The higher cost of living resulting from this development, according to banks, has triggered a sharp increase in demand for consumer loans.
Experts, analysts’ insight
Commenting on this situation, a senior banker who spoke to Financial Vanguard on condition of anonymity, said: “There has been a consistent increase in loan demand across all consumer segments, with an almost 50% increase in the average loan amount requested by customers in the affluent segments.”
Explaining how the upward trend in inflation is translating to increased demand for consumer loans, Head of Equity Research, FBNQuest Securities Limited, Tunde Abidoye, said: “The effect of rising inflation and currency depreciation on the economy is that it has reduced real income for households. Therefore, households will have to look for other sources of inflow, which in most cases, will be in the form of debt financing to meet up with their already existing obligations. Some households may need bridge financing. This may be one factor responsible for the rise in personal loans.
“Secondly, inflation is the increase in the price of goods and services. As a result, households will have to pay more for their needs. Consequently, if the disposable income of households remains constant, they will have to look for other sources of income, such as borrowings and loans.”
Also commenting, Oluwole Sole, Sub Saharan Africa Banking Analysts with Vetiva Capital Management Limited, said: “The growth in consumer loans is driven by heightened inflationary pressures that have left consumers with limited options to meet their current needs. Consequently, borrowing has become an attractive option.
“The data reveals that the significant surge in consumer loans can be attributed to personal loans, indicating that consumers are grappling with meeting their demands in the face of the elevated inflationary environment.”
Similarly, Atinuke Egwuatu, Group Head Consumer Lending, United Bank for Africa, UBA Plc, explained that the increase in demand for consumer loans is driven by current economic realities reflected in the increased cost of living triggered by naira depreciation.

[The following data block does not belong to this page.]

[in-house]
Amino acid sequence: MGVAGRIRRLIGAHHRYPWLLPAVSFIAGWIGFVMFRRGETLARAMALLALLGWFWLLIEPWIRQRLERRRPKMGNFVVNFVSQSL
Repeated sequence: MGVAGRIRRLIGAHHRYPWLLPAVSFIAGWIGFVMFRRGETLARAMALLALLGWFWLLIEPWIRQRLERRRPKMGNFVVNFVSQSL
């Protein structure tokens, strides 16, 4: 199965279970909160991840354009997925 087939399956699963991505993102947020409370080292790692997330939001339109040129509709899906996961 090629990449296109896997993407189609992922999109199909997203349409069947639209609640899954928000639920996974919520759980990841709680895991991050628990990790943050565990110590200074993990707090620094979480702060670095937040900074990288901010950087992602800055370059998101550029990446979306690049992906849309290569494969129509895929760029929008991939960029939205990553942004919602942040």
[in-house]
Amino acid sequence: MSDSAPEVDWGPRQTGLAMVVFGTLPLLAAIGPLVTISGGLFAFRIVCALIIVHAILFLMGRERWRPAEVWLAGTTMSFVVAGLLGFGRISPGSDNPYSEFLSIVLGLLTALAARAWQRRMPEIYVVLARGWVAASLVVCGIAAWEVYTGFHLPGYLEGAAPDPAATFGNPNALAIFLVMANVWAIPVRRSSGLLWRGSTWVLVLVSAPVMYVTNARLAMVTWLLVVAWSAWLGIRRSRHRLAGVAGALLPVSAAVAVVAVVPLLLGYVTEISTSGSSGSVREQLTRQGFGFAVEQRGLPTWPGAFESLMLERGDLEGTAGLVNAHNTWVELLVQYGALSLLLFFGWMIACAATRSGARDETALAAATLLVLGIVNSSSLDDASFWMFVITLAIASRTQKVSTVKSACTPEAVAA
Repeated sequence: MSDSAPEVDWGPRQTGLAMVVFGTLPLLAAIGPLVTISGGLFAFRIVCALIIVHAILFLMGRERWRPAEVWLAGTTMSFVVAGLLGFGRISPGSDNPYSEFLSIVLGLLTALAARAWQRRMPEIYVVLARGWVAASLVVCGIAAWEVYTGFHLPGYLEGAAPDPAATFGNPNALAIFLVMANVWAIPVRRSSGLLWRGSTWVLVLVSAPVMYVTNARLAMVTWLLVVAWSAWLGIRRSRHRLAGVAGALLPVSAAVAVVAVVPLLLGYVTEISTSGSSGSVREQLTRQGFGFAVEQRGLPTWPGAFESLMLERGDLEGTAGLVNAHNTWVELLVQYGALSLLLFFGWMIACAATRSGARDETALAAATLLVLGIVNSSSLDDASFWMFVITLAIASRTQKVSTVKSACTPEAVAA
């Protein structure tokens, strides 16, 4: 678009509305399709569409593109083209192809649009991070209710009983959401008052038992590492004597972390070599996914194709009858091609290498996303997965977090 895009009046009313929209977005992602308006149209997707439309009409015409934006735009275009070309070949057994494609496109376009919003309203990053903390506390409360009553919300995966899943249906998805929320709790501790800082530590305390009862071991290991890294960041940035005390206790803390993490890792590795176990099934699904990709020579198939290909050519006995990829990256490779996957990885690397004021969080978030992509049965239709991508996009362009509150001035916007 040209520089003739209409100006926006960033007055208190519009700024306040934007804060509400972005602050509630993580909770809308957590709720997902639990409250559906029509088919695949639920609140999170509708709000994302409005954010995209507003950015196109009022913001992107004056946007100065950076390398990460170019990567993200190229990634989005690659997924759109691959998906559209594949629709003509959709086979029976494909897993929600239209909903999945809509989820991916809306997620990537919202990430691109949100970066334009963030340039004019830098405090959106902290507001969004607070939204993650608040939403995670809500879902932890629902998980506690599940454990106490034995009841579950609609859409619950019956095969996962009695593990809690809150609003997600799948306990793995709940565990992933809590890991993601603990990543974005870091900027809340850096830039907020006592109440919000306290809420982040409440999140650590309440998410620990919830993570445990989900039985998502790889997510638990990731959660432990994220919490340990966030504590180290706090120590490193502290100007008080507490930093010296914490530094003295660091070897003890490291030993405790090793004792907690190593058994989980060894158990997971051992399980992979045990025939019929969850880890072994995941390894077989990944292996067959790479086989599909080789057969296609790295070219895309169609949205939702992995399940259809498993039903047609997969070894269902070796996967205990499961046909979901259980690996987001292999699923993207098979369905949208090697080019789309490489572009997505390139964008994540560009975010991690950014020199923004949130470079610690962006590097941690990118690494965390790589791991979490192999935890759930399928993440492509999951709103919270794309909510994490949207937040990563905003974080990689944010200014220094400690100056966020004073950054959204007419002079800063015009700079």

She said: “Increased cost of living has led to a reduction in the purchasing capacity of customers. Due to the high rise in cost of living, many customers are unable to sort out day to day running costs of their homes depending on their salaries alone, hence the need to seek funding from their banks in lieu of expected future salary payments.
“Prior to the consistent devaluation of the naira against other currencies, people were able to save up funds in order to finance major projects. However, with the consistent Naira devaluation, saving up funds for a project is not as effective anymore, as the projected cost could have doubled or tripled while saving up cash for it as the returns on the investment is not able to keep up pace with the devaluation rate. As a result, consumers tend to seek additional funding to finance these projects and spread their repayments over a period of time.
“Some customers resort to obtaining personal loans from financial institutions to start a side business or alternative income source to augment their income flows so they are able to cope with the harsh economic realities the country is currently facing.”
What banks are doing
While the growth in consumer loans may have been triggered by economic realities, Financial Vanguard findings also showed that banks have deployed measures to make the loans more accessible and affordable for the customers.